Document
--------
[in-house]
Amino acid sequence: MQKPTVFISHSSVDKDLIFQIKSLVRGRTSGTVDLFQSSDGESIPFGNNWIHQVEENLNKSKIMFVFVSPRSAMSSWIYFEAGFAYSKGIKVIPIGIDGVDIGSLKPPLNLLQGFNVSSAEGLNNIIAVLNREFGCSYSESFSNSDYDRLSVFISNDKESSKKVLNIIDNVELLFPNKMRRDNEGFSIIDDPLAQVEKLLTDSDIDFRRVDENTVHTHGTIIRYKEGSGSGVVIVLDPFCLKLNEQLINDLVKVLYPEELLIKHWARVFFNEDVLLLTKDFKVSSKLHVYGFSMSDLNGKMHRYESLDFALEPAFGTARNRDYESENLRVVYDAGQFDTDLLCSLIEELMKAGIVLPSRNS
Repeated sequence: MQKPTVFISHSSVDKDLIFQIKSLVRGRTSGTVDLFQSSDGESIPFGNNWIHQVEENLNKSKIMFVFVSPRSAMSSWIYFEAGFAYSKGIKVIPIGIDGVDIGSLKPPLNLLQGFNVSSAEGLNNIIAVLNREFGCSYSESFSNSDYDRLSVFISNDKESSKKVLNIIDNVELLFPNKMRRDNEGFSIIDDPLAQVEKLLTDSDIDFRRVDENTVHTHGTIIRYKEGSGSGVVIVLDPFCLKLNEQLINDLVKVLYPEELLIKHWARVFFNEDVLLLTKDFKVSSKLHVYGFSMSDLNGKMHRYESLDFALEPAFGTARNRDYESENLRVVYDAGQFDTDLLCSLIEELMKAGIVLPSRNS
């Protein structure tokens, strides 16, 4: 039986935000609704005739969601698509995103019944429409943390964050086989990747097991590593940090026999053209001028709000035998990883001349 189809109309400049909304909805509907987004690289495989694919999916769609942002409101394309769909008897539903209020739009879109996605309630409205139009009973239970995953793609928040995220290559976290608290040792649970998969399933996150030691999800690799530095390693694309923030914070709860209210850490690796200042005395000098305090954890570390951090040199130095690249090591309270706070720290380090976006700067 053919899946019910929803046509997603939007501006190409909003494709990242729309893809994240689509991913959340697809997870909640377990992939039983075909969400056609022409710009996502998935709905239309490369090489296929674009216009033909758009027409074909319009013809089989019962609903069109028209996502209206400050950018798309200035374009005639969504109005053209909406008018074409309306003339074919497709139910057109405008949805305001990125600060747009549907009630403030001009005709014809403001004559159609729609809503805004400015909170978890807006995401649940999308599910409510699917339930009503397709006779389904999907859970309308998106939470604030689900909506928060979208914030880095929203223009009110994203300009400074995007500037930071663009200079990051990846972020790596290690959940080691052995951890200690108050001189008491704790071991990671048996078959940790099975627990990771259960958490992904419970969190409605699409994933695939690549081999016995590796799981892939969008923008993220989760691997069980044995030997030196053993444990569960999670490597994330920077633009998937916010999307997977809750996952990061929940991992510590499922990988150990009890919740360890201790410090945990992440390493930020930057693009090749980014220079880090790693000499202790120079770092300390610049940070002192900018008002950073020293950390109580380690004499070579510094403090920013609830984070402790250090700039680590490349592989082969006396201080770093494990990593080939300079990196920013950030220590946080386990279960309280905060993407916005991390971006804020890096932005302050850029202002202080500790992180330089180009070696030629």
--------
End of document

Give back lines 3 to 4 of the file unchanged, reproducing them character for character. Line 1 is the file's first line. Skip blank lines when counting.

Repeated sequence: MQKPTVFISHSSVDKDLIFQIKSLVRGRTSGTVDLFQSSDGESIPFGNNWIHQVEENLNKSKIMFVFVSPRSAMSSWIYFEAGFAYSKGIKVIPIGIDGVDIGSLKPPLNLLQGFNVSSAEGLNNIIAVLNREFGCSYSESFSNSDYDRLSVFISNDKESSKKVLNIIDNVELLFPNKMRRDNEGFSIIDDPLAQVEKLLTDSDIDFRRVDENTVHTHGTIIRYKEGSGSGVVIVLDPFCLKLNEQLINDLVKVLYPEELLIKHWARVFFNEDVLLLTKDFKVSSKLHVYGFSMSDLNGKMHRYESLDFALEPAFGTARNRDYESENLRVVYDAGQFDTDLLCSLIEELMKAGIVLPSRNS
């Protein structure tokens, strides 16, 4: 039986935000609704005739969601698509995103019944429409943390964050086989990747097991590593940090026999053209001028709000035998990883001349 189809109309400049909304909805509907987004690289495989694919999916769609942002409101394309769909008897539903209020739009879109996605309630409205139009009973239970995953793609928040995220290559976290608290040792649970998969399933996150030691999800690799530095390693694309923030914070709860209210850490690796200042005395000098305090954890570390951090040199130095690249090591309270706070720290380090976006700067 053919899946019910929803046509997603939007501006190409909003494709990242729309893809994240689509991913959340697809997870909640377990992939039983075909969400056609022409710009996502998935709905239309490369090489296929674009216009033909758009027409074909319009013809089989019962609903069109028209996502209206400050950018798309200035374009005639969504109005053209909406008018074409309306003339074919497709139910057109405008949805305001990125600060747009549907009630403030001009005709014809403001004559159609729609809503805004400015909170978890807006995401649940999308599910409510699917339930009503397709006779389904999907859970309308998106939470604030689900909506928060979208914030880095929203223009009110994203300009400074995007500037930071663009200079990051990846972020790596290690959940080691052995951890200690108050001189008491704790071991990671048996078959940790099975627990990771259960958490992904419970969190409605699409994933695939690549081999016995590796799981892939969008923008993220989760691997069980044995030997030196053993444990569960999670490597994330920077633009998937916010999307997977809750996952990061929940991992510590499922990988150990009890919740360890201790410090945990992440390493930020930057693009090749980014220079880090790693000499202790120079770092300390610049940070002192900018008002950073020293950390109580380690004499070579510094403090920013609830984070402790250090700039680590490349592989082969006396201080770093494990990593080939300079990196920013950030220590946080386990279960309280905060993407916005991390971006804020890096932005302050850029202002202080500790992180330089180009070696030629």